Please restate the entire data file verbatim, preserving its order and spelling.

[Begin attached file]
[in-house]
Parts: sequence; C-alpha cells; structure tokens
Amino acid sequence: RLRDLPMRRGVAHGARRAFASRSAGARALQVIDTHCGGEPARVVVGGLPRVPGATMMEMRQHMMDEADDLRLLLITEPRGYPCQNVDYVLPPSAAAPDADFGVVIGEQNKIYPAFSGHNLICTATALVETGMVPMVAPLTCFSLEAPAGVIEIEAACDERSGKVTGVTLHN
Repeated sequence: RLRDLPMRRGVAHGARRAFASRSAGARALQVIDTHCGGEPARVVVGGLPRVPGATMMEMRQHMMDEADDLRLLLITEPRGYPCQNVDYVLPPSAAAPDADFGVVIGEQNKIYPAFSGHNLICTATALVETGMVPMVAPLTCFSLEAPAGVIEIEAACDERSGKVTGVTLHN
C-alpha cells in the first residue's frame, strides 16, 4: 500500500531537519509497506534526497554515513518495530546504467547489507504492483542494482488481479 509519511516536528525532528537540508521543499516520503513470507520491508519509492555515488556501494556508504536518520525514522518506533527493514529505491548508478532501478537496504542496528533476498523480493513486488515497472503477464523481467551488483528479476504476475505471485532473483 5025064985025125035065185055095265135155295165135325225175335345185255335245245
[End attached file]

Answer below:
[in-house]
Parts: sequence; C-alpha cells; structure tokens
Amino acid sequence: RLRDLPMRRGVAHGARRAFASRSAGARALQVIDTHCGGEPARVVVGGLPRVPGATMMEMRQHMMDEADDLRLLLITEPRGYPCQNVDYVLPPSAAAPDADFGVVIGEQNKIYPAFSGHNLICTATALVETGMVPMVAPLTCFSLEAPAGVIEIEAACDERSGKVTGVTLHN
Repeated sequence: RLRDLPMRRGVAHGARRAFASRSAGARALQVIDTHCGGEPARVVVGGLPRVPGATMMEMRQHMMDEADDLRLLLITEPRGYPCQNVDYVLPPSAAAPDADFGVVIGEQNKIYPAFSGHNLICTATALVETGMVPMVAPLTCFSLEAPAGVIEIEAACDERSGKVTGVTLHN
C-alpha cells in the first residue's frame, strides 16, 4: 500500500531537519509497506534526497554515513518495530546504467547489507504492483542494482488481479 509519511516536528525532528537540508521543499516520503513470507520491508519509492555515488556501494556508504536518520525514522518506533527493514529505491548508478532501478537496504542496528533476498523480493513486488515497472503477464523481467551488483528479476504476475505471485532473483 5025064985025125035065185055095265135155295165135325225175335345185255335245245